I recently posted on SSRN an article titled "A Few Grains of Incense: Law, Religion, and Politics From the Perspective of the 'Christian' and 'Pagan' Dispensations." It's coming out shortly in the Journal of Catholic Legal Studies. It's kind of a sequel to the journal's earlier symposium on Steve Smith's book Pagans and Christians in the City: Culture Wars From the Tiber to the Potomac. The journal's editors were extremely kind and patient with me and I am grateful.

The paper operates from within the Christian/pagan typology Smith uses in the book. (Note that the terms should not be taken wholly literally, at least as he uses them in the modern era, but largely refer to a distinction between what he calls transcendent and immanent views of meaning.) I have my differences with that framework, but I also find aspects of it useful in thinking about the culture wars and about law and religion in something other than a standard religious vs. secular or left vs. right way. In any event, for purposes of the article I was interested in developing certain ideas from within that framework rather than critiquing the framework. (I often find, in workshops and job talks and so on, that I get more personal mileage out of adopting the author's framework and exploring its implications, some of which an author may accidentally or studiously neglect or avoid, than from going at it frontally.)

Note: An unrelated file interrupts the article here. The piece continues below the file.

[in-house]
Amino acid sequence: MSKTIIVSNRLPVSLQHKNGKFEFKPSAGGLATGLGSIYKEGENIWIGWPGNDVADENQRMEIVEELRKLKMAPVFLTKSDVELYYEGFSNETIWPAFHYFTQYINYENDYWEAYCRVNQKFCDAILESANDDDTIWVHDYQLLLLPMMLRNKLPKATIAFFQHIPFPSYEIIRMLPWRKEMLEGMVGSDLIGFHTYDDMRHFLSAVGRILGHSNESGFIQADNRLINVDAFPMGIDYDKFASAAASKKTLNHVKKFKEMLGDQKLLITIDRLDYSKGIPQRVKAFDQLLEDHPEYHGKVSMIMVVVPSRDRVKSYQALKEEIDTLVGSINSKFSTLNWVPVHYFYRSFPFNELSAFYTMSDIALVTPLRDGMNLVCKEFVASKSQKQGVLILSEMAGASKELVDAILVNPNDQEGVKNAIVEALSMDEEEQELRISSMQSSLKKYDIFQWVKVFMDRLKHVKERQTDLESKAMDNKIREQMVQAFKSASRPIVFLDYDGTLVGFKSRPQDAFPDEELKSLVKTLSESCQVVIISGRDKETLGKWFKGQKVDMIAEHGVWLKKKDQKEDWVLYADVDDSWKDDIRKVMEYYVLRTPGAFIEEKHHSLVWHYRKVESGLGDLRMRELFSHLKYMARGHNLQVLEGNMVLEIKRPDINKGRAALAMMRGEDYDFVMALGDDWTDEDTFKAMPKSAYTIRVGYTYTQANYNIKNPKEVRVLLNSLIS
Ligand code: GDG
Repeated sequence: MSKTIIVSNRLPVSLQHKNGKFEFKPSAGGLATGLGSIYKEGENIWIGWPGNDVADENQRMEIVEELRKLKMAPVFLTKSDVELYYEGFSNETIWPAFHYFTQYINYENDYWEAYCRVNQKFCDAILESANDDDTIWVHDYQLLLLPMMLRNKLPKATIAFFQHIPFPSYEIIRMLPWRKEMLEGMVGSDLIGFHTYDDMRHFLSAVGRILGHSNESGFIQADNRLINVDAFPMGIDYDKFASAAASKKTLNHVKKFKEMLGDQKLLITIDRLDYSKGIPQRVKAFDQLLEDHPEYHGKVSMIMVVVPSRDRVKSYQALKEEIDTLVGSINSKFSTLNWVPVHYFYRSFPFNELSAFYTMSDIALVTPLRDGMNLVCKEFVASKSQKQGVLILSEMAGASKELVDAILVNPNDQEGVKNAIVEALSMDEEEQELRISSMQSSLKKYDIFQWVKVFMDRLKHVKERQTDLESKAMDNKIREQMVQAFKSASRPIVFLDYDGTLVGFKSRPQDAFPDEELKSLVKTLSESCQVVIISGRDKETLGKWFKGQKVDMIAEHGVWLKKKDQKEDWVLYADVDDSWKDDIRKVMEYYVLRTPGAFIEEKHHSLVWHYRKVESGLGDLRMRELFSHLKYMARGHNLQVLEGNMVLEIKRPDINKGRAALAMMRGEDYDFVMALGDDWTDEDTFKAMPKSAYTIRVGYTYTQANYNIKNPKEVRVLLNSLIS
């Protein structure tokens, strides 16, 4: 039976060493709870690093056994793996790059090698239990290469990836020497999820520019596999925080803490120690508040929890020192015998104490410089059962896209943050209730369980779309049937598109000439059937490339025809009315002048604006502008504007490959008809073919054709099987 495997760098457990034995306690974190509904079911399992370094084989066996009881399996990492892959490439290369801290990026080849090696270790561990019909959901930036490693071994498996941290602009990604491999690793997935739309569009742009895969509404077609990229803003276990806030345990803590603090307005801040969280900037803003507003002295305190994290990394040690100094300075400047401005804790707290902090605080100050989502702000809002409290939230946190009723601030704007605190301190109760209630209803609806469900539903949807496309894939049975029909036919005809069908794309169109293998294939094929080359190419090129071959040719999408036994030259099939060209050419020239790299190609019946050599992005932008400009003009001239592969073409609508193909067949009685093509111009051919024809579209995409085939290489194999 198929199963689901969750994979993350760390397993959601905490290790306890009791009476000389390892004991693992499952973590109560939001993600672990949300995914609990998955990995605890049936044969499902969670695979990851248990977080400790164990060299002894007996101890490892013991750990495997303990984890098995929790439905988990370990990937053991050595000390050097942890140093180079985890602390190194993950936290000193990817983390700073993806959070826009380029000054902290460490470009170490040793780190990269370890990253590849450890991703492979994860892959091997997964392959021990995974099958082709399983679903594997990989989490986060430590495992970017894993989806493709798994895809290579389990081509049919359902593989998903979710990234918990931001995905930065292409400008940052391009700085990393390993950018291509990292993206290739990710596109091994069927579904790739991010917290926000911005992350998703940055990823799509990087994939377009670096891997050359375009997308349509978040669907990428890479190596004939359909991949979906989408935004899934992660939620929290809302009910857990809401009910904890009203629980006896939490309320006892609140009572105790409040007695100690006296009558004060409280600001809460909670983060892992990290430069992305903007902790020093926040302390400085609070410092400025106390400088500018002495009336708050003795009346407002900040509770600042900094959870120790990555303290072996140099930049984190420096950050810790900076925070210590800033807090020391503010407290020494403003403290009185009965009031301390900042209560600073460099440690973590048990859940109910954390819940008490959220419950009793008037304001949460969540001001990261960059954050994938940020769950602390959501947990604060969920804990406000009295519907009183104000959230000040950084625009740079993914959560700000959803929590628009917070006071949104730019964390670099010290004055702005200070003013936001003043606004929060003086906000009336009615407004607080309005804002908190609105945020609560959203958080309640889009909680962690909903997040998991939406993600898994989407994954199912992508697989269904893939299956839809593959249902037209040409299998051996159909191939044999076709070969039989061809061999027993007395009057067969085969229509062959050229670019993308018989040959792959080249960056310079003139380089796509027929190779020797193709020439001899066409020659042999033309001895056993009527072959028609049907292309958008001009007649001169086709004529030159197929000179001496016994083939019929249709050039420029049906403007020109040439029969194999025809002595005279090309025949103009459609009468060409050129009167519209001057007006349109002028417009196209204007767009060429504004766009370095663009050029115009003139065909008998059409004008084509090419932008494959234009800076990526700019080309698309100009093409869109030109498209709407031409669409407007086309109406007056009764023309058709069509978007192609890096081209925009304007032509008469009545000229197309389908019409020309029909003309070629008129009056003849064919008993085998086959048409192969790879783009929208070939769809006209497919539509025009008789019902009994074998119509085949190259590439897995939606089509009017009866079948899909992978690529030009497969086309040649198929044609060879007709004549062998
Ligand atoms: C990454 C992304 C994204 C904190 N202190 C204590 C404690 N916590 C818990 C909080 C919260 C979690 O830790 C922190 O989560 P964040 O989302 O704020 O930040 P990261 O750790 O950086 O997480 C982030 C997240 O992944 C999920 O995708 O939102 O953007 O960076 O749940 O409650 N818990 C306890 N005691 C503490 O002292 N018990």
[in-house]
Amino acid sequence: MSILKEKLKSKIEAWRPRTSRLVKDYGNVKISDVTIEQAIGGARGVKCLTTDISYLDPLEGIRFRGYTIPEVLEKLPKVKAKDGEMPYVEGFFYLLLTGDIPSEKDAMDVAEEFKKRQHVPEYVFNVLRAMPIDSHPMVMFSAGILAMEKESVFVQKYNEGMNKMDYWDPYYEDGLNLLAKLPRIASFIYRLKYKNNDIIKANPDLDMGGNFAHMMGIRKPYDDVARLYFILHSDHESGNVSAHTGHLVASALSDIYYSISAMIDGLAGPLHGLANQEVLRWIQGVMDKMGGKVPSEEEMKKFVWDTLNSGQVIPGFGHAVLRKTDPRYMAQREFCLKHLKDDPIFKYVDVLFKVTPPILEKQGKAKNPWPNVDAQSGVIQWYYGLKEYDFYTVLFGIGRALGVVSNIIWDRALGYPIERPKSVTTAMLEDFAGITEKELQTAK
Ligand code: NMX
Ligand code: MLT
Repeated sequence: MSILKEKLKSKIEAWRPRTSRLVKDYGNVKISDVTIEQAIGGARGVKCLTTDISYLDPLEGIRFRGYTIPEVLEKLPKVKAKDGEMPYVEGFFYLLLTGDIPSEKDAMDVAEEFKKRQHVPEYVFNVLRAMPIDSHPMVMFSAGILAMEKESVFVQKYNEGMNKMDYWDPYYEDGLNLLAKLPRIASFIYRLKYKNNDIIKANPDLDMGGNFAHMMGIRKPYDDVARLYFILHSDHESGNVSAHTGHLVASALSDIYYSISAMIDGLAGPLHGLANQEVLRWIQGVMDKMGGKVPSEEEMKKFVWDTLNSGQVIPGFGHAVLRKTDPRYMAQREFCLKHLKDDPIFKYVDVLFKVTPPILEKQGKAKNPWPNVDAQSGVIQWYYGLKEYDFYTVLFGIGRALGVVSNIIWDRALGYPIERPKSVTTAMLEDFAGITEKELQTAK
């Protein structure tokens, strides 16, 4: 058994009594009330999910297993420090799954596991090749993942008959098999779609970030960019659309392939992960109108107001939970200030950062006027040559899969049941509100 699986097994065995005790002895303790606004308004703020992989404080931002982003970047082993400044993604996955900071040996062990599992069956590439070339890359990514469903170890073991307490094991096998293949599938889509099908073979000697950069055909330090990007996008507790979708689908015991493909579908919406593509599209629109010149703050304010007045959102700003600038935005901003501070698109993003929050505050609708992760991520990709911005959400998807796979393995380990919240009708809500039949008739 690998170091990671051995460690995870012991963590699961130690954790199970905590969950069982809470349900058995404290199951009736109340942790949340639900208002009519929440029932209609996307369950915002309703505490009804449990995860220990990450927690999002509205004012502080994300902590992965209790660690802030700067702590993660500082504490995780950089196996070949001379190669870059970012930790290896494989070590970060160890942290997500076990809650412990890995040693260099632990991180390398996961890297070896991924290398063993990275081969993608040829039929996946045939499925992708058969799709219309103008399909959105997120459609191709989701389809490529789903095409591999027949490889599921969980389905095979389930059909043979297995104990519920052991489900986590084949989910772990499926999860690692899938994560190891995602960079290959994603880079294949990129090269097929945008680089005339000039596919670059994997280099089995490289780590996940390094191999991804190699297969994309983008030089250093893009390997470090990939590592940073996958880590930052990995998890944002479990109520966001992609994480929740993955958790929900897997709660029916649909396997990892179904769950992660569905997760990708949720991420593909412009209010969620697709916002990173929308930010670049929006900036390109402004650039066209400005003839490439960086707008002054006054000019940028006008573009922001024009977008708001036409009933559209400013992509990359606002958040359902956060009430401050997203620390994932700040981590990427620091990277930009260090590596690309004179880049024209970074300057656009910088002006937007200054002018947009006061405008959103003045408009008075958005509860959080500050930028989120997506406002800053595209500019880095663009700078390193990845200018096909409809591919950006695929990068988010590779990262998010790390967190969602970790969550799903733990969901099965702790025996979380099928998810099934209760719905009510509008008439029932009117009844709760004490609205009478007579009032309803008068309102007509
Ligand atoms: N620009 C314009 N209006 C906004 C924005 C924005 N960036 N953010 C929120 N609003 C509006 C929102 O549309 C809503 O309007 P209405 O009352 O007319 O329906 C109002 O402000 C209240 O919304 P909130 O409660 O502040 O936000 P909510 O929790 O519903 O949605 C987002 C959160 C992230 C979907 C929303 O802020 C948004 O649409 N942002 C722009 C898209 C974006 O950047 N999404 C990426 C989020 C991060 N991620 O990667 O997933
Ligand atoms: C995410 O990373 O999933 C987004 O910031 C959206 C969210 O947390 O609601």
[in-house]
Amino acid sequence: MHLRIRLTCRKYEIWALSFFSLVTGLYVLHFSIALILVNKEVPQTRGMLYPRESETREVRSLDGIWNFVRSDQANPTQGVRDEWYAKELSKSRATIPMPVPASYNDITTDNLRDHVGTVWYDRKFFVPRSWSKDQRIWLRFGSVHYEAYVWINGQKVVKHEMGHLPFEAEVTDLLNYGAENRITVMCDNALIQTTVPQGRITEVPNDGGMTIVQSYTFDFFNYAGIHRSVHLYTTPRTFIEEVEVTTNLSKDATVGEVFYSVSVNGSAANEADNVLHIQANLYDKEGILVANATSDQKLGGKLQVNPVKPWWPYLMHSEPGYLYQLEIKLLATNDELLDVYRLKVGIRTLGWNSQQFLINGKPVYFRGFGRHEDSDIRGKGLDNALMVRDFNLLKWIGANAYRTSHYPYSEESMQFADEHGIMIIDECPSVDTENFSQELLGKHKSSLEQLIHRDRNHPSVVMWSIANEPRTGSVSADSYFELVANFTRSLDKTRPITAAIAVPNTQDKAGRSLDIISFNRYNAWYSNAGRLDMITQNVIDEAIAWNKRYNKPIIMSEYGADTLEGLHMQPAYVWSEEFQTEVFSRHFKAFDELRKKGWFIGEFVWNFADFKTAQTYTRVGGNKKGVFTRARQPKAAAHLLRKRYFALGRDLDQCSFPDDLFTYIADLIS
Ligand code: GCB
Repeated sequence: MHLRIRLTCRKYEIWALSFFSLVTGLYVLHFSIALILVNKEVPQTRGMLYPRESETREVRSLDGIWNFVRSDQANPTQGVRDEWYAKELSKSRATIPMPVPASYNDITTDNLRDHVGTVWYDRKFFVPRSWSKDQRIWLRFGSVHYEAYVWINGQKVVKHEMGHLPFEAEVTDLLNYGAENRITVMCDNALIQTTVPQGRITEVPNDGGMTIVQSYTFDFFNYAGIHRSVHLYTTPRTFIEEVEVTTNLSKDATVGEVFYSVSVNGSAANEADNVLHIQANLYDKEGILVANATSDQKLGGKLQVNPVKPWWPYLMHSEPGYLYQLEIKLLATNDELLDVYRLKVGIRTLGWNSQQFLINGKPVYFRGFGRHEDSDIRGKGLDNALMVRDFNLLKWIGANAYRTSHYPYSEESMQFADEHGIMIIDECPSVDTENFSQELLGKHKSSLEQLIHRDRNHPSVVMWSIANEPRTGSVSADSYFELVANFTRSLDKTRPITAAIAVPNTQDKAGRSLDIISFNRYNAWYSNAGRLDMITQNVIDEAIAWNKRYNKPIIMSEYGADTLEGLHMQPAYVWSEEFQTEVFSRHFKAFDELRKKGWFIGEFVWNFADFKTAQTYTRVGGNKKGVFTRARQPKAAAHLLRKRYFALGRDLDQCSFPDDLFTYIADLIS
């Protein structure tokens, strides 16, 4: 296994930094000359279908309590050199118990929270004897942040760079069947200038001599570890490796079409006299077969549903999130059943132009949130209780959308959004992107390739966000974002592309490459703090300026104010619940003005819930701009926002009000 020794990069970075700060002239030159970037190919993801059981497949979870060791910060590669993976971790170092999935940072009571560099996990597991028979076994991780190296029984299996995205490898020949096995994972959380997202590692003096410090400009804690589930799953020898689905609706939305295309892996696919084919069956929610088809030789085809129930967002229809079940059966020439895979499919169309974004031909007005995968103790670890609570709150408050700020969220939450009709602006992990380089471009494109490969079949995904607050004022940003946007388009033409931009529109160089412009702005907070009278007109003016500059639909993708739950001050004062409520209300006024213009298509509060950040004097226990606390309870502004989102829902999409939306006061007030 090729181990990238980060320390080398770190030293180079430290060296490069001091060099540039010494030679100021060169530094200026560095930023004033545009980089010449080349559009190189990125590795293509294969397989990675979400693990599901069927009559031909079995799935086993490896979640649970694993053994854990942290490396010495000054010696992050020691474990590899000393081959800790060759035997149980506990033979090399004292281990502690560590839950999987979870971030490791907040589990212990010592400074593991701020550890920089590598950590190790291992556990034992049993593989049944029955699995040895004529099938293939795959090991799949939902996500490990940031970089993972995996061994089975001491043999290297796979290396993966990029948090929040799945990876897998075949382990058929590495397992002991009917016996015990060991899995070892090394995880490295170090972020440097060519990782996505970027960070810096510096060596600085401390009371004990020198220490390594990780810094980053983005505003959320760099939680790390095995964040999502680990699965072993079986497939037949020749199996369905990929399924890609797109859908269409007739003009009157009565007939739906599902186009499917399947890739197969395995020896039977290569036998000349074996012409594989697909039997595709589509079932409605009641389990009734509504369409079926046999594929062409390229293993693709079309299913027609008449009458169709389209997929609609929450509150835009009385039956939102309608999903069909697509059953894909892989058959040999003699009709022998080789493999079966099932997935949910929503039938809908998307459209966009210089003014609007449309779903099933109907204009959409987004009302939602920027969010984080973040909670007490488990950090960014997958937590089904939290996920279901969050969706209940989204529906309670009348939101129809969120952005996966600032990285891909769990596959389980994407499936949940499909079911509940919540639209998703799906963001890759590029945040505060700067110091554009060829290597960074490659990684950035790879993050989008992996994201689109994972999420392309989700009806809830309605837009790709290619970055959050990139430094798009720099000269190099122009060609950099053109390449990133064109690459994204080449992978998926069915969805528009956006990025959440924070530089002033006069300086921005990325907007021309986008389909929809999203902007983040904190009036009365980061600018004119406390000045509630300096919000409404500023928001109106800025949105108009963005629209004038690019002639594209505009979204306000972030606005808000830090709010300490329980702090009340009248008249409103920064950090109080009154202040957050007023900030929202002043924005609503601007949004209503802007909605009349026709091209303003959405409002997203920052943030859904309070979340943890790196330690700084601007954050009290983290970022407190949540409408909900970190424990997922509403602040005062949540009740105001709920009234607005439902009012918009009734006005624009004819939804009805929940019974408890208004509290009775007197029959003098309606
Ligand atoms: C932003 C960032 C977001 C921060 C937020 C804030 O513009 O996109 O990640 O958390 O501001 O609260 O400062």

My goal, which is somewhat of a piece with a couple of other semi-recent articles of mine, was to think about and add some detail to our understanding of the dynamics of culture wars in general and with respect to law and religion in particular. It does not offer any proposals for reform. Although I offer some speculations about the conditions under which rapprochement are most likely, I don't offer much reason to believe that those conditions currently exist, and would add that there may be factors, such as the combination of polarization and social media with epistemic closure and separate social and institutional fiefdoms, that make those conditions less likely to appear. I would also note that since the article was written, some of the observations at the end of the piece about the ways in which the war over religious symbols that Smith describes actually extends beyond religious symbols alone have become somewhat more pertinent.